God will hear you, and because your desires will be made perfect, God will give you every one of the desires of your heart. Your fellowship with him will be closer by far than anything Adam and Eve ever knew in the Garden of Eden.
“The wolf and the lamb will feed together, and the lion will eat straw like the ox” (Isaiah 65:25).
The promise of God is not just that he will restore his people, but that he will restore creation. There will be a new heaven and a new earth.
Old hostilities will be reconciled: “The wolf and the lamb will feed together” (v25). Wolves destroy lambs, but now they will feed together. God creates a new animal kingdom in order to multiply the joy of the human order.
In the new heaven and the new earth redeemed Hutus, and redeemed Tutsis will live together in joy, embracing one another in love. Redeemed Jews and redeemed Arabs will be neighbors and friends, serving God side-by-side with joy and peace. Redeemed democrats and redeemed republicans will speak well of each other to the glory of God for all eternity.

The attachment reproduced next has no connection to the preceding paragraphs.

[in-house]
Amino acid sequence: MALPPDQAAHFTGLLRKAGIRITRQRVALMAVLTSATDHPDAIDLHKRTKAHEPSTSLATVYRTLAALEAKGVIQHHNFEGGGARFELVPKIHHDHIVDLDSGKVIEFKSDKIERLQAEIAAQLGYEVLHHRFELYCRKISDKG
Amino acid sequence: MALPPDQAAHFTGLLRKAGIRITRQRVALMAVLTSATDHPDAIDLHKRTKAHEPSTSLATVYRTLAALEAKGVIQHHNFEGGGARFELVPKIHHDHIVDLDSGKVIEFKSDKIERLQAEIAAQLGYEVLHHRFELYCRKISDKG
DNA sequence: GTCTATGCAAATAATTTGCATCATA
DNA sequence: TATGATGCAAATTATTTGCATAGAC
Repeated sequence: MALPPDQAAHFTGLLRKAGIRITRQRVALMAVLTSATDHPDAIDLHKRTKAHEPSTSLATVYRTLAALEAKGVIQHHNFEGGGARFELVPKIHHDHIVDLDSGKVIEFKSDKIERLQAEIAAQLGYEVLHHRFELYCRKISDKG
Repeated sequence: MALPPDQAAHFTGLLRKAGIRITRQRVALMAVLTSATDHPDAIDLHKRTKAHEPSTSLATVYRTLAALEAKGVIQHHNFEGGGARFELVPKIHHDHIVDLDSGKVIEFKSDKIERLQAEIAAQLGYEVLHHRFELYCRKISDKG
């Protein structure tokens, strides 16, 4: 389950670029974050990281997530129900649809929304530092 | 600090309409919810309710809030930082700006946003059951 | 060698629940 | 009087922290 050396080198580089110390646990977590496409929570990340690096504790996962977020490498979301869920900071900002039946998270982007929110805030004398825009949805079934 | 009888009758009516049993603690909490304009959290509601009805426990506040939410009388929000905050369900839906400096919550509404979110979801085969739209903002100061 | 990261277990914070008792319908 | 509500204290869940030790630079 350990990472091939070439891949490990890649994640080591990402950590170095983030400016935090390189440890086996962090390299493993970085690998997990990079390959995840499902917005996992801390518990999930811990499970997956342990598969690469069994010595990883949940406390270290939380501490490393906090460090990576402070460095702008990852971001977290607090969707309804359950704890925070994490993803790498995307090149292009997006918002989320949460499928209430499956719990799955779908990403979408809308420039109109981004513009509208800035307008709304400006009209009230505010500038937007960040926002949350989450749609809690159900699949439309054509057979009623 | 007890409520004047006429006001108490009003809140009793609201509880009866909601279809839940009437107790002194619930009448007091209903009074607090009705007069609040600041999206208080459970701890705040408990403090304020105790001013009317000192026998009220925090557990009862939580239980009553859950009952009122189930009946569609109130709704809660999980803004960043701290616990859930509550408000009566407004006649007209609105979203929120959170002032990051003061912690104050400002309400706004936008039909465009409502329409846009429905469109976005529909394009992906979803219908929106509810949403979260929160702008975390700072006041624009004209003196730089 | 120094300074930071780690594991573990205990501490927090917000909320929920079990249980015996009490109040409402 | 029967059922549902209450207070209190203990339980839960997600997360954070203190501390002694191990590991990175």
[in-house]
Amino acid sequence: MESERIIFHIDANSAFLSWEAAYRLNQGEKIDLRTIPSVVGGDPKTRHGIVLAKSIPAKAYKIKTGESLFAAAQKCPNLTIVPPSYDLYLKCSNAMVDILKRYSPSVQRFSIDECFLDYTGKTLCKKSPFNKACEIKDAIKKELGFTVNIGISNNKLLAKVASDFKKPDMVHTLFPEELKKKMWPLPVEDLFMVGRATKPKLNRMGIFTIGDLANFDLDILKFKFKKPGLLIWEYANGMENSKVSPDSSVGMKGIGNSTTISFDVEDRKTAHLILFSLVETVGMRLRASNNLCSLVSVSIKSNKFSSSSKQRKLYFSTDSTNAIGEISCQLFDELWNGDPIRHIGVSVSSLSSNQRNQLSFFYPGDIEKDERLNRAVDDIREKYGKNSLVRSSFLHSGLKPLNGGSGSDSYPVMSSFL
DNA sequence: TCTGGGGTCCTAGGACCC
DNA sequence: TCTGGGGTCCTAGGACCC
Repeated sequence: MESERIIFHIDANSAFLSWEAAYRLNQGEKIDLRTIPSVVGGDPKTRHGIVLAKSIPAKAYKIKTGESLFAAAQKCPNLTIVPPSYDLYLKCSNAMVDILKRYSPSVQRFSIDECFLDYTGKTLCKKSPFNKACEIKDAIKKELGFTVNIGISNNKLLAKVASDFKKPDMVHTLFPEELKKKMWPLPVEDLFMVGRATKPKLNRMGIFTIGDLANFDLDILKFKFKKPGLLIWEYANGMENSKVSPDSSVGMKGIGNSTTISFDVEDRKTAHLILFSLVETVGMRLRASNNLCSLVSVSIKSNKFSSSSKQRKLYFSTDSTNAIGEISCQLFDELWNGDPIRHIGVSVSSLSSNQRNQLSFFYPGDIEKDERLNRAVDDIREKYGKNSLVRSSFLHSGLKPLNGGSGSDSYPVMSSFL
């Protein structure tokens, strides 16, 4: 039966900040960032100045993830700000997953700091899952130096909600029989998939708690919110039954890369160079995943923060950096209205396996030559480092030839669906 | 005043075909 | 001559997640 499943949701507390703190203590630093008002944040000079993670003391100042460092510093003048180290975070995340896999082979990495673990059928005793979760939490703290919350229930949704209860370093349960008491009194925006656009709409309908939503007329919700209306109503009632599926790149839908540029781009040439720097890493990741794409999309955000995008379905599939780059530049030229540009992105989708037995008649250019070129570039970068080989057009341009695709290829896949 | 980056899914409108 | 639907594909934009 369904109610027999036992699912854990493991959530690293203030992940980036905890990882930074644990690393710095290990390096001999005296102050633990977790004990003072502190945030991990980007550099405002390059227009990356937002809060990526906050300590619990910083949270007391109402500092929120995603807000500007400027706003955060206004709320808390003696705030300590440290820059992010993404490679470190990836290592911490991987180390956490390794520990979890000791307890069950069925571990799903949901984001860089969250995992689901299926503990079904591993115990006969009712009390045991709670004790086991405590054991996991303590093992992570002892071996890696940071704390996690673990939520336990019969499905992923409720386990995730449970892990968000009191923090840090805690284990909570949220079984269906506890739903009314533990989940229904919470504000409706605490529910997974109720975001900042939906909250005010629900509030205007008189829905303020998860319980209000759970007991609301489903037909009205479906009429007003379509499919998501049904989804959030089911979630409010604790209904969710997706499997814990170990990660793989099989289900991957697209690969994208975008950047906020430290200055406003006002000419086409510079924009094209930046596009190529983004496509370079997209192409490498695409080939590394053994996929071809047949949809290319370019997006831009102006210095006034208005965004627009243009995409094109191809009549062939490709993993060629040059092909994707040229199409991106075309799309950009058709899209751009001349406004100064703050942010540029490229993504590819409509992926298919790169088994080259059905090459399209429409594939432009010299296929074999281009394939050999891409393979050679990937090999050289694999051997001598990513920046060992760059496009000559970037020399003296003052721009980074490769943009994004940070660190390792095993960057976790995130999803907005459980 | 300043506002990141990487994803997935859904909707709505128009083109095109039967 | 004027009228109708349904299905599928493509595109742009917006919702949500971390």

Old natures will be changed: “The lion will eat straw like the ox” (v25). Lions don’t eat straw. Lions eat red meat. It’s their nature. But in the new heaven and the new earth, every source of violence, pain and destruction is gone. The lion now contentedly eats straw like the ox. That’s a change in nature.
Every last remnant of your old nature will be gone too. When we are in the very presence of Christ, when we are redeemed—the impulse of the flesh that tempts you, the coldness of heart that often makes you sluggish and unresponsive to God, all that you struggle and fight against in your Christian life will be gone forever. We will be changed, in a moment, in the twinkling of an eye, at the sound of the last trumpet (1 Corinthians 15:51).
The life and joy of this new heaven and new earth will endure forever. I remember when I was quite young thinking about heaven and wondering, “What if the same thing that happened to Adam and Eve happened all over again?” God says, don’t worry about that. “The new heavens and the new earth that I make will endure before me declares the Lord” (Isaiah 66:22). What Christ redeems is secure forever.
Hell: A World of Hate